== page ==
Jack Ma, Alibaba co-founder and chairman, speaks in an exclusive interview with Xinhua News Agency and answers questions concerning his upcoming retirement in Hangzhou, capital of east China's Zhejiang Province, Sept. 18, 2018. Ma announced on Sept. 10 that he would retire from Alibaba and pursue educational charity work, while Daniel Zhang would take over as executive chairman, effective in one year. Ma remained confident about the future of Alibaba and looked forward to promoting the Chinese educational work in rural areas. (Xinhua/Huang Zongzhi)
HANGZHOU, Sept. 19 (Xinhua) -- Alibaba chairman Jack Ma said efforts should be made to promote the healthy development of China-U.S. trade even though it is hard to fulfill his previous promise of creating 1 million jobs for the United States under current circumstances.
In an exclusive interview with Xinhua on Tuesday, Ma said his promise was based on friendly cooperation between China and the United States and a rational growth of China-U.S. trade.
"However, the previous basis for trade has been undermined," he said. "But we will continue to work hard to promote the healthy development of China-U.S. trade."
Trade is not a weapon and cannot be used for wars, he added. "Trade should be the propeller of peace."
Alibaba has always worked toward the goal of "making doing business easy and fun." Against the backdrop of rising trade protectionism and anti-globalization, Ma said the goal has become even more relevant.
He said the younger generation and new leadership in Alibaba will go straight ahead toward the goal, even after he steps down.
"Good entrepreneurs and companies all have their times of difficulties, and the best companies are often born in difficult times or have gone through such times," Ma said.
He said business opportunities are still bountiful in the world, such as in Europe, South America, Russia and Africa. China is also furthering its reform and improving the business environment.
"There are still many things that Chinese companies should and can do. They still have many opportunities despite the trade frictions between China and the U.S.," Ma said.
Ma also stayed confident about the company's future after announcing his plan of stepping down.
Ma announced in an open letter on Sept. 10 that he would retire as the chairman of the board on Sept. 10, 2019, Alibaba's 20th anniversary, adding that the company CEO Daniel Zhang will take over as the chairman of the board.
"I believe it will be a time of progress for both the company and myself," Ma said on Tuesday.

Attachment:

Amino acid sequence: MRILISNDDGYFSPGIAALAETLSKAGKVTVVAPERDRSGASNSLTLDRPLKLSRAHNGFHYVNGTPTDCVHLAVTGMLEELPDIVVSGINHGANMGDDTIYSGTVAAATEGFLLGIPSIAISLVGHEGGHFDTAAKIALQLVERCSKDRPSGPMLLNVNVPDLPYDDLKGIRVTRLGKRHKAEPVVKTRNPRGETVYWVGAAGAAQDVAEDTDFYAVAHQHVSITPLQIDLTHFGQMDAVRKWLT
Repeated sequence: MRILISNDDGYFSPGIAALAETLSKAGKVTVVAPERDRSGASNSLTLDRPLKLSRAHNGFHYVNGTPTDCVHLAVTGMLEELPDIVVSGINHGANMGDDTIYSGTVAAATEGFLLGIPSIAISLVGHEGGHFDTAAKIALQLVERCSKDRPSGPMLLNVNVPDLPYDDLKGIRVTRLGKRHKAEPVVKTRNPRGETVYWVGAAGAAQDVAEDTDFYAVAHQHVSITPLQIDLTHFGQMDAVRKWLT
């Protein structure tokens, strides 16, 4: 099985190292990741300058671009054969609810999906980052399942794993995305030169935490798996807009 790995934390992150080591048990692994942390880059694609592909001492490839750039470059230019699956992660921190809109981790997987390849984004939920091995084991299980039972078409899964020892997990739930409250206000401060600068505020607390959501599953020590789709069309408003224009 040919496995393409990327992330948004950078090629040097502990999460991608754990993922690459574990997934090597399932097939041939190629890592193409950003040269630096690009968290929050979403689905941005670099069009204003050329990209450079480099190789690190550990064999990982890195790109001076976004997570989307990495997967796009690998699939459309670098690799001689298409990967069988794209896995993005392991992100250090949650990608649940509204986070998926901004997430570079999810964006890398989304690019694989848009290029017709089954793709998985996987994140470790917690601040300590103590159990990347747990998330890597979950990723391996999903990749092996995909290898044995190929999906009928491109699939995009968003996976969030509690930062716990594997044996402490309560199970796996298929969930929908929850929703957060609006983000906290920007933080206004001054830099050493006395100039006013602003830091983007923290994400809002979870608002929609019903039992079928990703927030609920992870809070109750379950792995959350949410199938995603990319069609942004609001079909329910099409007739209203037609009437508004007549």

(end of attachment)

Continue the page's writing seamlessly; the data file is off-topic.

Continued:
He said he would work closely with the company's next generation of leaders to ensure a smooth transition and is full of confidence about Alibaba's future.
Daniel Zhang has been the company's CEO since May 2015. Ma said that in the past three years, he and Zhang have worked closely and have in-depth discussions about the business a few days every month.
Ma said he and Zhang will work together on the internalization and cultural development of the company as well as the cooperation between Alibaba and Ant Financial during the last year of him being chairman of the board. Ma will still be a board member until the annual shareholders meeting in 2020.
Ma said in the open letter that he had made preparations for a 10-year succession plan in order to cultivate a system of corporate governance based on culture and mechanism for developing consistent talent and successors.
Ma also said in the interview that a company with great vision should train talent with culture and mechanism instead of relying on a single person. "Only when a company has developed a mechanism and consistent talent, can it run smoothly," he said.
"I'm just 54, and I still have at least 16 years to do something new. I have gained rich experience from four years at university, six years of being a teacher and 23 years doing business," he said. "It's exciting to have more than a dozen years to take on a new career."
Ma, a former English teacher, said in the open letter that he wants to return to education. "I am thinking about building boarding schools in rural areas so that teachers will be willing to stay," he said in the interview. "Rural students should be able to get a good education."